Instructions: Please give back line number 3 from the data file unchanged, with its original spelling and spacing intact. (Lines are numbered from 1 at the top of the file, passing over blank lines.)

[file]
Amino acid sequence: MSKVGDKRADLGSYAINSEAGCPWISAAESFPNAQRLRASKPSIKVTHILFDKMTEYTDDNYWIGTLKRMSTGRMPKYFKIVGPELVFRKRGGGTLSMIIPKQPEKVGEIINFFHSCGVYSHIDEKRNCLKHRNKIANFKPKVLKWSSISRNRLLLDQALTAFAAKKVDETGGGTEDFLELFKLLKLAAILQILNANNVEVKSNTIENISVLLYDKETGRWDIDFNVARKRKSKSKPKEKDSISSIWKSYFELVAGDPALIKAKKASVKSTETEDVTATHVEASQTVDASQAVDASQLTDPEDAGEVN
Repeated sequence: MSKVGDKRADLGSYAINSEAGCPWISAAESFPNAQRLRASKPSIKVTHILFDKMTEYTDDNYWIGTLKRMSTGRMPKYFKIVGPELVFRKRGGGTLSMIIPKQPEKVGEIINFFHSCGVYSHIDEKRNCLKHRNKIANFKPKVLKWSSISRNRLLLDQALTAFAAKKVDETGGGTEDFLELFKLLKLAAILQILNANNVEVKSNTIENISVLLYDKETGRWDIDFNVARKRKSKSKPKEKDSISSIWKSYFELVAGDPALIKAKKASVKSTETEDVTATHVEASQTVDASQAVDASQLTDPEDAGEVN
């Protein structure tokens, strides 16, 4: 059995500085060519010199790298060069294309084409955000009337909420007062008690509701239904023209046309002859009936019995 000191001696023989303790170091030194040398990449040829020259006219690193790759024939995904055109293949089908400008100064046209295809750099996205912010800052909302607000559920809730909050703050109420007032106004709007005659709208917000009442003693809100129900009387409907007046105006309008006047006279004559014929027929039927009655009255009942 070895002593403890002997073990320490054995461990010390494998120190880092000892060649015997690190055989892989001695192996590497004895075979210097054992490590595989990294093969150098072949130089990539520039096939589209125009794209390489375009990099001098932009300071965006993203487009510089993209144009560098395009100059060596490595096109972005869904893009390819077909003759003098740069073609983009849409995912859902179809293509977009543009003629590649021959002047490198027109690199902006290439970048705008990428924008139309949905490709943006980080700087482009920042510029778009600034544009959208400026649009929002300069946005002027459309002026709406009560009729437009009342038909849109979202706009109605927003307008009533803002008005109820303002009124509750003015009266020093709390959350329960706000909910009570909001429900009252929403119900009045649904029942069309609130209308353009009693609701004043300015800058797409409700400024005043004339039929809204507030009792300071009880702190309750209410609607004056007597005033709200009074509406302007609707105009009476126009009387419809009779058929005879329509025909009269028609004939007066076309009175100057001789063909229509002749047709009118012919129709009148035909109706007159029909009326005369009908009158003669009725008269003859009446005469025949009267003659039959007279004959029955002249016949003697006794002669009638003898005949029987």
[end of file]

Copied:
């Protein structure tokens, strides 16, 4: 059995500085060519010199790298060069294309084409955000009337909420007062008690509701239904023209046309002859009936019995 000191001696023989303790170091030194040398990449040829020259006219690193790759024939995904055109293949089908400008100064046209295809750099996205912010800052909302607000559920809730909050703050109420007032106004709007005659709208917000009442003693809100129900009387409907007046105006309008006047006279004559014929027929039927009655009255009942 070895002593403890002997073990320490054995461990010390494998120190880092000892060649015997690190055989892989001695192996590497004895075979210097054992490590595989990294093969150098072949130089990539520039096939589209125009794209390489375009990099001098932009300071965006993203487009510089993209144009560098395009100059060596490595096109972005869904893009390819077909003759003098740069073609983009849409995912859902179809293509977009543009003629590649021959002047490198027109690199902006290439970048705008990428924008139309949905490709943006980080700087482009920042510029778009600034544009959208400026649009929002300069946005002027459309002026709406009560009729437009009342038909849109979202706009109605927003307008009533803002008005109820303002009124509750003015009266020093709390959350329960706000909910009570909001429900009252929403119900009045649904029942069309609130209308353009009693609701004043300015800058797409409700400024005043004339039929809204507030009792300071009880702190309750209410609607004056007597005033709200009074509406302007609707105009009476126009009387419809009779058929005879329509025909009269028609004939007066076309009175100057001789063909229509002749047709009118012919129709009148035909109706007159029909009326005369009908009158003669009725008269003859009446005469025949009267003659039959007279004959029955002249016949003697006794002669009638003898005949029987």